I don’t believe that this “Hollywood formula” is a fair representation of God’s will for us. Song of Songs shows us that God fully intends us to have passionate, romantic relationships with the opposite sex. From the word go, Adam saw that Eve “was good”. God fully endorses marriage – Jesus was moved to perform a miracle turning water into wine to honour one couples wedding, so strong were His feelings of joy and support for them!

The difference between the Hollywood approach and the approach I believe God wants us to adopt is what He expects from the would-be husband and wife. Its not a passive process – cupids arrows aren’t enough. God tells us in His word exactly what He thinks a good marriage needs, and it’s a lot of hard work. Our reading from Ephesians clearly states that husbands are expected to love their wives the way Jesus loves the church. Let’s think about that – Jesus became man, died a humiliating and painful death and rose from the dead to save us from sin ….. it’s the ultimate expression of how much He loves us. He literally gave up His life for us. Thankfully, none of us are likely to be in a position where we would be asked to take so huge or literal a step. But the premise stands. God expects us to serve our spouse, to put them first before our own well being. As Christians we are expected to Love God and Love our neighbour as ourselves. Paul tells us that by loving our spouse, we fulfil both aspects of the latter commandment. A spouse is not only the closest neighbour that we could have, but more than that, marriage joins two people into one – so loving our spouse is akin to loving ourselves. Paul parallels the way Christ loves the church - a love that inspired the ultimate sacrifice, with how He thinks a husband and wife relationship should be.

So, this love he asks us to show one another is a sacrificial love. 1Corinthians 13 tells us in no uncertain terms what He means – Love is patient, Love is kind, does not envy or boast. It is not proud, rude, self seeking, or easily angered – it keeps no record of wrongs. Love delights in the truth, it always protects, always trusts, always hopes, always perseveres. I don’t know how you feel, but I find that quite an intimidating list of expectations, but Jesus gave us the Holy Spirit, enabling us to love in this way. His death washed away our sin. That leaves us pure, like the bride in the reading –that loving sacrifice leaves us “radiant with holiness” and free from obstructions to Him.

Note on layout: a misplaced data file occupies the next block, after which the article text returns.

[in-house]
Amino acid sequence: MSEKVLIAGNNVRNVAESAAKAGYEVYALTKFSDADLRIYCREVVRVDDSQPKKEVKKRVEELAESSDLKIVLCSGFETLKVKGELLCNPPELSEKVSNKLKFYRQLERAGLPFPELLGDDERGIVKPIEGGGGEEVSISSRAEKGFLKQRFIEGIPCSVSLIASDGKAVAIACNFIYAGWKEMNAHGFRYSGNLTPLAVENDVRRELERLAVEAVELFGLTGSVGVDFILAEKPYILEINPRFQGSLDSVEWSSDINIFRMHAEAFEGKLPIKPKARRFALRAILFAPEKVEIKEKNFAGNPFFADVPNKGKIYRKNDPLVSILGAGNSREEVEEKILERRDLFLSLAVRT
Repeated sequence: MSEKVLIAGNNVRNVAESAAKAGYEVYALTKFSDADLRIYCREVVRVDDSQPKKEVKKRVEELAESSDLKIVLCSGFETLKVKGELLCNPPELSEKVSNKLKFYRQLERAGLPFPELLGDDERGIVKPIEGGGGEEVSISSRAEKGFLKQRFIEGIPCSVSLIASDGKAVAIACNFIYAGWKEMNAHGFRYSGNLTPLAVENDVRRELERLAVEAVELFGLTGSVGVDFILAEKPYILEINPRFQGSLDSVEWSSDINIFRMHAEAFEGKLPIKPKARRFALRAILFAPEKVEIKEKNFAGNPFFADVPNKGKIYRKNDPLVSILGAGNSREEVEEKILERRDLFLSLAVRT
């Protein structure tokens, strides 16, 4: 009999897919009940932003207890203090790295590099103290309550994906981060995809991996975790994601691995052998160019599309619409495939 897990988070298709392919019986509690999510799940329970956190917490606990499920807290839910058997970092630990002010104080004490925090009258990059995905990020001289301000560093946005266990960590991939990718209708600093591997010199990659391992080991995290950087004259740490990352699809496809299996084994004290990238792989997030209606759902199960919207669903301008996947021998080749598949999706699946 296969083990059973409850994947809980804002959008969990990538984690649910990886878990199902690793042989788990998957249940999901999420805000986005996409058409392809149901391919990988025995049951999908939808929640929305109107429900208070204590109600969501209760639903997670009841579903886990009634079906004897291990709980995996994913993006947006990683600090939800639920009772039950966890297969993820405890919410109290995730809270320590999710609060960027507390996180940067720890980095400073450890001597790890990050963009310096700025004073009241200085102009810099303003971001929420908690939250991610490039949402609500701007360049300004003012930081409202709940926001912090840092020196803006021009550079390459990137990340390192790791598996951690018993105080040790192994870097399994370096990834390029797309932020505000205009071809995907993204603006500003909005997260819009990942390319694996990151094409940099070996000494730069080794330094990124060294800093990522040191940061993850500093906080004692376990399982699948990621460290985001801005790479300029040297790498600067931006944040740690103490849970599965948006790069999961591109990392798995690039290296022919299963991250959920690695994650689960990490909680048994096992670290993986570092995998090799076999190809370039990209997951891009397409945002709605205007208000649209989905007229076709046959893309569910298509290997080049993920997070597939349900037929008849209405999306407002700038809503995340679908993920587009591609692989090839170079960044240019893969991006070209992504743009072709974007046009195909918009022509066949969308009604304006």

What we’re being sold by popular culture is infatuation. Great while it lasts, but if we allow ourselves to believe that’s all there is then we will miss out on the true nature of marriage. Love is central to all relationships – even those which seem to contradict the tenets of our faith. Paul also talks about how the relationship between slave and master should be founded on obedience and mutual respect. This is pleasing and therefore worshipful to God. So we learn that injecting Godly love into our earthly interactions is an act of worship to our maker.

Not all of us are married and that might not be the sort of relationship that God has planned for you. If we can learn to love the way God intends then all our relationships – especially the most important one of all – our relationship with Him, will succeed. Let me leave you with a quote from a Romanian prison guard during the communist era. He is describing his experience of Christian prisoners “…if we cut off their tongues and forbid the Christians speech, they love with their hands and their feet and with their eyes, they love always and everywhere until their last respiration. Does anyone know how to take out the power of love from these stupid Christians?” I think that’s proof that once we know God’s love, it’s impossible not to express it and that’s what marks us out as Christians.

If we can learn two things from what we’ve said, let it be these:
1. Love is a choice to put another first – it permeates all relationships, not just marriage.
2. Love of God is of paramount importance as through this He teaches us to love others.